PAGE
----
The only way they could justify American Slavery from the Bible was through being willfully blind to the reality of American Slavery. Creating mental Potemkin villages, they imagined a world where slaves were well-treated, instructed in the things of God, and were, if anything, grateful the opportunity to rise above their previous lives.
For all their talk about the acceptability of slavery in the Bible, these men of the Word did not talk about the manstealing which was the foundation of the entire American slave system. They did not talk about the image bearers of God stacked like cordwood and lying in their own filth for the duration of the “Middle Passage.” They did not address the rampant sexual abuse of African American women at the hands of their good Christian masters. They did not mention the beatings and lynching of African American men, all for the “crime” of desiring freedom.
They did not note that, for all their talk of the benefits towards godliness found in suffering, this was a benefit that they did not see fit to endure themselves, or any other white person, leaving it only for those of a “lesser” race.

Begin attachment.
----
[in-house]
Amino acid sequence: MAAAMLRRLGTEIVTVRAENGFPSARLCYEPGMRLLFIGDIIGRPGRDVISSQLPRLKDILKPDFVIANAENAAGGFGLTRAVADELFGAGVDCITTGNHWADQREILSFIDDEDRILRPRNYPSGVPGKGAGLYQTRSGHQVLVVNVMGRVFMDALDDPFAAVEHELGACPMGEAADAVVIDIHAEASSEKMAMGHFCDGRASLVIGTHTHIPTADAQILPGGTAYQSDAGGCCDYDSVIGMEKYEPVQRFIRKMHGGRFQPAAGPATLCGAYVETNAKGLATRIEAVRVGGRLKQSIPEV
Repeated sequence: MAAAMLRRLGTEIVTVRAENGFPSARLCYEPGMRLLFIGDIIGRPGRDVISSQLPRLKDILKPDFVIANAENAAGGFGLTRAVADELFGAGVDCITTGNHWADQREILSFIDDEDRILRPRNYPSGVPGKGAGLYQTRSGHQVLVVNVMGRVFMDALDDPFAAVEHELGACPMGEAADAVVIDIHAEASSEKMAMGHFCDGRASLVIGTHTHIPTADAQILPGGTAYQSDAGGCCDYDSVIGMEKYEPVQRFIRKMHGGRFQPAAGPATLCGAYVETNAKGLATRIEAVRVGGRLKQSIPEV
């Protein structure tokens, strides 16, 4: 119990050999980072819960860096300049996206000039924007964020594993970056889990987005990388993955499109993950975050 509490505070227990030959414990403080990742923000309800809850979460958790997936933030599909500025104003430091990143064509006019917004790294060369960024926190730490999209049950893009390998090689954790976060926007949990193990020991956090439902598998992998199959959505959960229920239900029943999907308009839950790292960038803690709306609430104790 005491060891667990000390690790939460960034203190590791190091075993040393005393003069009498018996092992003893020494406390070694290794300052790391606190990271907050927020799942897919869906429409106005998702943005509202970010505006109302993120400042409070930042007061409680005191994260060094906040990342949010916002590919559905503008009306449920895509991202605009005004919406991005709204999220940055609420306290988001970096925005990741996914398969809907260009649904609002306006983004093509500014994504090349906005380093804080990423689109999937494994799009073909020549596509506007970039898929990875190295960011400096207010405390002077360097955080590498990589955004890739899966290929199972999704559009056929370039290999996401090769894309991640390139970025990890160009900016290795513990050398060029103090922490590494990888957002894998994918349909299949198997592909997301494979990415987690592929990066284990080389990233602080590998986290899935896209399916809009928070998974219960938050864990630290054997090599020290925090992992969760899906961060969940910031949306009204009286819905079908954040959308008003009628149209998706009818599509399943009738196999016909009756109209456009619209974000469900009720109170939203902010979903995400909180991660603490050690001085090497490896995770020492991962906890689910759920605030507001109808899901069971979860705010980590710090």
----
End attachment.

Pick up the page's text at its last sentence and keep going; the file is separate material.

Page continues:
In a great fit of irony, one of the surest predictions of the cost of this faulty thinking came in that same 1850 sermon by Thornwell. Sounding like nothing quite so much as the dire, repentant words of President Lincoln in 1865 looking back on the previous four years of slaughter, he unintentionally predicted what was to come, saying
“What disasters it be necessary to pass through before the nations can be taught the lessons of Providence, what lights shall be extinguished, and what horrors experienced, no human sagacity can foresee. . . [this] shall open their eyes to the real causes of their calamities, and learn the lessons which wisdom shall evolve from the events that have passed. Truth must triumph. God will vindicate the appointments of His Providence.”
God would indeed vindicate his providence in a short time, though it likely did not take the form this Southern Patriot would imagined or preferred as his beloved Charleston and many other Southern towns felt Lincoln’s “blood drawn with the sword” for “all the blood drawn with the lash.”